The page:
Thanks God stuff like this doesn't seem to happen with professional Russian mailorder businesses. I also had a few dealings for rare obsolete tat with private sellers in Russia and other parts of Eastern Europe. People from those parts also bought things I had listed on Ebay. Never had an issue dealing with Easterners, which can't be said about Italians, btw.
Hmmm...Mehari. Basically it was a Dyane chassis with a bit of scaffolding and an Ami 6 engine:
This was then clad with body panels moulded from ABS plastic, except for some export markets, e.g. Germany, who didn't allow body panels made from ABS due to ABS not being fire retardent. For those markets, the body panels were made from fiberglass. Anyway, the ABS pieces were coloured. No paint was used on Meharis. This effect will be difficult to replicate. Even difficulterer to replicate will be, that the pigments weren't UV resistant, hence older Meharis always looked faded. Altogether almost 145,000 were built and a surprisingly high number was indeed exported to the USA, mainly to Hawaii. Meharis exported to the USA had a different front panel/hood to accomodate the fed spec sealed beams:
Budget Rent-A-Car operated a fleet of them in Hawaii. They were classed as trucks and hence didn't have to undergo stringent safety and emissions tests. In the 1971 film The Omega Man, Charlton Heston drives a green Méhari. In Hawaii, Brian Keith drives a Méhari in The Brian Keith Show, which ran from 1972 to 1974. In 1973's Aloha From Hawaii with Elvis Presley, a yellow Méhari can be seen prominently (at the 18 minute mark) during the Early Morning Rain song. Bill Murray also drove a Méhari in 2004's The Life Aquatic with Steve Zissou. There was a 4X4 version:
which was distinguishable externally by having a spare wheel recess in the hood:
Due to the low weight of less than 1,200 lbs, the Meharis were livlier than most people would expect from a flat twin with 602 cc. They also were surprisingly capable off roaders even in non 4X4 flavour, thanks to high ground clearance, soft long travel suspension, and big 15" wheels. And if everything else failed, six men could carry it out of a sand dune. Guess how I know... About 7,000 of them were bought by the French Army predominantly for parachuting them from aeroplanes. A dozen of them were also in use with the Irish (Republic) defense forces, which still operate one of them. The car was also built in Uruguay throughout the 1970s to serve the South American market. Those were also fiberglass bodied.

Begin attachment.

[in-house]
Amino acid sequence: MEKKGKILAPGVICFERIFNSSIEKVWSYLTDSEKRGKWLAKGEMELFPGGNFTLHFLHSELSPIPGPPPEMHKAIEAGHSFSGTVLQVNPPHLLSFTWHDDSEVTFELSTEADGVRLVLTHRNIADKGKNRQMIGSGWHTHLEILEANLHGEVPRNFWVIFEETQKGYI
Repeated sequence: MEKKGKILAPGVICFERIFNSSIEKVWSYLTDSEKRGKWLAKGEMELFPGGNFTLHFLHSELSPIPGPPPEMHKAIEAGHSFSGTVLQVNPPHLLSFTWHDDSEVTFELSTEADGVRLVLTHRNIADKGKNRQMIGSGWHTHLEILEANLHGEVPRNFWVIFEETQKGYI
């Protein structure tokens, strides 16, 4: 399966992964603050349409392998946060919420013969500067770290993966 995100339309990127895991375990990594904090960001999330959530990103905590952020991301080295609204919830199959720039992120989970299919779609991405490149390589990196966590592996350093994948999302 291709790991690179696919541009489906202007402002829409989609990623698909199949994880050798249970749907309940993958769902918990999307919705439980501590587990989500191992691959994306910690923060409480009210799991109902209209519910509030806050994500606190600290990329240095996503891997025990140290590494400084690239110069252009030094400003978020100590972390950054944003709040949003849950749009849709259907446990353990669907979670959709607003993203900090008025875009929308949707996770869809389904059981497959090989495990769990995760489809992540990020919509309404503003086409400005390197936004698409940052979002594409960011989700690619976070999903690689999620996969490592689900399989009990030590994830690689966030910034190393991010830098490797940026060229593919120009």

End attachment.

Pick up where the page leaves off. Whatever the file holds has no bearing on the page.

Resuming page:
I like promo based kits so much, that they are meanwhile pretty much the only vintage kits I'm after. Thanks to being underrated, they are more affordable than comparable annuals. It's also highly unlikely that they ever get reissued, IMO a big mistake the manufacturers make.
Yes, all MCS kits are curbside, despite some have the hoods moulded separately. I do own the Monte Carlo, so after this frenzy, I'm now only missing the LTD to have the entire series. Onced this is achieved, I'll do a public slagging in the review section.
My parents bought it in 1962, so it was two years old when I was born. Much later they told me the story of buying it, which I found both - funny and typical for my parents (who even by the demanding standards set by British intellectuals can be classed as being outstandingly eccentric). My mother saw the car in the shop window of a Citroen dealer in Munich, when she passed it on her way to work. She told my father about that "nice car" she's seen there. So my father went to have a look, came back home, and said yes, it's indeed a nice car. So after they agreed to buy "it", they went to the dealership together for the first time, only to find out, that they were talking about entirely different cars. Whereas my mother liked the 2CV, it was the Ami 6 that caught my father's admiration. They then agreed on the 2CV, because my mother found the Ami looking "like a French living room". We had it until 1966, when my father bought a Renault 16. It was dark red and the first car we had I can remember. I have no recollection of the 2CV, despite we went holidaying in Yugoslavia with it, a not inconsiderable trip to do with little children in the early 60s.